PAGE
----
State Rep. Christine Scanlan: End of session, beginning of results
We worked very hard this legislative session and had some tough choices to make, but we made significant progress on many important issues. We continued to find ways to stand up for you, your family and small businesses, while balancing the state’s budget and making government leaner.
Balanced approach, balanced budget
We took a balanced approach to the budget. We didn’t take an either/or option of cutting expenditures or closing corporate tax exemptions – we did both. We eliminated $3.5 billion from the state budget, passed measures to eliminate waste and fraud, and closed corporate tax loopholes. Our budget balancing measures will allow us to make the most out of the future recovery.
With new laws like the SMART Government Act, we enhanced transparency and provided accountability by ensuring your tax dollars are being used effectively – and exposing when they’re not. We are saving money in the state’s health care budget with the Medicaid Modernization Act, which will combat fraud and cut waste.
Working for families
We helped struggling families put food on their table by expanding the Supplemental Nutrition Assistance Program (SNAP). This improved food stamp program will provide nearly 20,000 additional families with essential food assistance, and will help ease the huge caseload that food banks and the faith community have been bearing.
We helped Colorado consumers keep more money in their pockets. We put reasonable restrictions on payday loan shops, defended our neighborhoods from devalued and abandoned properties caused by foreclosures, made sure insurance policies are written in “plain English,” so Coloradans know exactly what they’re paying for; and created one uniform insurance application to make the tedious process of filling out multiple forms more consumer-friendly.
Our new energy economy is continuing to grow and forge a sustainable future for Colorado. We increased our Renewable Energy Standard by requiring large utilities produce a third of their power from green energy sources, like solar and wind, by the year 2020. With this increased standard, we will create thousands of jobs while increasing our energy independence.
Saving jobs, training for careers
The lynchpin of our economy is small business. We targeted small business growth through innovative new programs like “Work Share,” which helps stressed businesses save money by reducing the hours a group of employees works instead of laying off workers, and allowing workers with reduced hours to apply for some unemployment compensation.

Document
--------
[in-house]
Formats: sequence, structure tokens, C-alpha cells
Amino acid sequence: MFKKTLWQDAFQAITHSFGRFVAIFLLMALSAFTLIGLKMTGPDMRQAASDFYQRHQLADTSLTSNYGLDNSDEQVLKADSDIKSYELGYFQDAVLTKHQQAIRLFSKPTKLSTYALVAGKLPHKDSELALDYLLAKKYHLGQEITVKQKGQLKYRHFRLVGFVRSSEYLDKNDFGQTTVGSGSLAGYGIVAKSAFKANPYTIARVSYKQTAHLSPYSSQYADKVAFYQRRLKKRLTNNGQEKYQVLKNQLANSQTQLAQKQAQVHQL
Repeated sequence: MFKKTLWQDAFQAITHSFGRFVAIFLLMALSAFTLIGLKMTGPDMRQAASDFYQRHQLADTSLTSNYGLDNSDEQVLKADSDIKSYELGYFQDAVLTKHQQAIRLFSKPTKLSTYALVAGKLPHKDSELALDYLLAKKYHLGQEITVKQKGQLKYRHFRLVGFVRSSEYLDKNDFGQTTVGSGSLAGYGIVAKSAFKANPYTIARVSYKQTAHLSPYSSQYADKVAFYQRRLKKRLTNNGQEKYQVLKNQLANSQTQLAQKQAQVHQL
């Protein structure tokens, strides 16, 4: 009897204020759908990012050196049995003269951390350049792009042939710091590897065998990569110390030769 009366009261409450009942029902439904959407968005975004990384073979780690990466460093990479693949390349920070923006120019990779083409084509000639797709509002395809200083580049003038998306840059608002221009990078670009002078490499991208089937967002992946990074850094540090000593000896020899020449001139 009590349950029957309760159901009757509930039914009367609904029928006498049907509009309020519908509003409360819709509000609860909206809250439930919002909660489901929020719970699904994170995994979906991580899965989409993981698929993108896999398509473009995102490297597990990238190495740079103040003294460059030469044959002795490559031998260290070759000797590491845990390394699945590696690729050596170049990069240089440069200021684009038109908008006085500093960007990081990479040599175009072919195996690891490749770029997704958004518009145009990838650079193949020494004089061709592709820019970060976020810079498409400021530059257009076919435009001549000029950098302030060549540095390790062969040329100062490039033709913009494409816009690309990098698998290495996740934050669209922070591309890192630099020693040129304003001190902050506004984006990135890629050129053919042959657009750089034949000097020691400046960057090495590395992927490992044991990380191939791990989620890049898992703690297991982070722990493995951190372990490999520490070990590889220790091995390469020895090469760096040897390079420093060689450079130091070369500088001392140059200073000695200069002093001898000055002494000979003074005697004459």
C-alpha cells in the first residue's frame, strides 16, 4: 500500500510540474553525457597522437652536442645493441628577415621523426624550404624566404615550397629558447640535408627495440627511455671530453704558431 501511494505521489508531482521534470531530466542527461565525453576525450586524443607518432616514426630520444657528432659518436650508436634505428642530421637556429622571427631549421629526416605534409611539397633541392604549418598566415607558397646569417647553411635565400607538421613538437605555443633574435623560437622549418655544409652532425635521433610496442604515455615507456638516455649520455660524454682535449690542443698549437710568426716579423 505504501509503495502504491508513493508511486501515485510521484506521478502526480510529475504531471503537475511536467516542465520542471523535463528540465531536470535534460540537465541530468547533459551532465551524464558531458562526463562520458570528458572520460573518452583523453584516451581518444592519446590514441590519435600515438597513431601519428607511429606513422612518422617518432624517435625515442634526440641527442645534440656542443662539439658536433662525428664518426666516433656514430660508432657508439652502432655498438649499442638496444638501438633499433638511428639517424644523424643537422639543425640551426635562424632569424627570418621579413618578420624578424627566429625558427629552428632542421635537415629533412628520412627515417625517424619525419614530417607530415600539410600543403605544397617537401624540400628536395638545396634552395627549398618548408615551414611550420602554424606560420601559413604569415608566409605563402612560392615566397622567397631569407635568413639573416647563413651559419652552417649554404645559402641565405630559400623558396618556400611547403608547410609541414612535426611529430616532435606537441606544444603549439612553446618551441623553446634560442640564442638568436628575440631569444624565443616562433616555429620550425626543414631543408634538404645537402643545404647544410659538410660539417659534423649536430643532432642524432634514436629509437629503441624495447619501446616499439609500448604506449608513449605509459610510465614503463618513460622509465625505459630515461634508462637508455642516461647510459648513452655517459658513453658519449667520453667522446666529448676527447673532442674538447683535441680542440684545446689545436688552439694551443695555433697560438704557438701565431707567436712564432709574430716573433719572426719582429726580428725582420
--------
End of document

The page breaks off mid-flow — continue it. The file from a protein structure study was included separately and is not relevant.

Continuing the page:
We invested in job creation and training programs in growing sectors. For example, with the Health Care Jobs Act, we’re not just encouraging doctors and nurses to work in under-served rural areas; each new doc generates 23 related jobs in that community. And we can train more desperately needed nurses and Nursing Professors through the Nursing Teacher Loan Forgiveness Program.
We supported economic development at the grassroots: to get people the training and support they need to get back to work, making it easier to transfer credits from two- to four-year colleges and universities, and by creating a green jobs training program.
My bills, your agenda
It’s important that all the kids of our state enjoy the great beauty as well as the recreational and sporting opportunities that Colorado has to offer. So I sponsored a bill that helps more kids take advantage of Colorado’s majestic outdoor spaces through environmental science education programs. The bill brought many local constituents from Summit, Lake and Eagle counties to the Capitol to testify.
I carried the Teacher and Principal Effectiveness bill, which revamps how teachers and principals are evaluated. It also assures our kids have the best educators possible and ensures a fair evaluation process for teachers and principals. Through the hard work of many stakeholders, we crafted model legislation that is being looked at nationally as we lead education reform.
I also sponsored a bill to allow Colorado Mountain College to offer four-year bachelor’s degrees. This will stimulate our local economies by home-growing our own college grads who may become teachers or business owners in our communities.
Among the many problems the bark beetle infestation has caused in our mountain communities is the issue of what do with all the dead trees that are fuel loading the forests. Colorado needs a viable, competitive timber industry practicing sustainable forestry. That’s why I sponsored a bill that encourages the use of woody biomass, an energy resource that is not only clean but comes from the by-product of timber killed by the bark beetle.
I remain committed to protecting our communities, providing essential services and maintaining Colorado’s high quality of life. And I will continue to act as a good steward to provide a strong future for our children, because their legacy is our responsibility.
Christine Scanlan represents House District 56 in the state Legislature, which includes Summit County.
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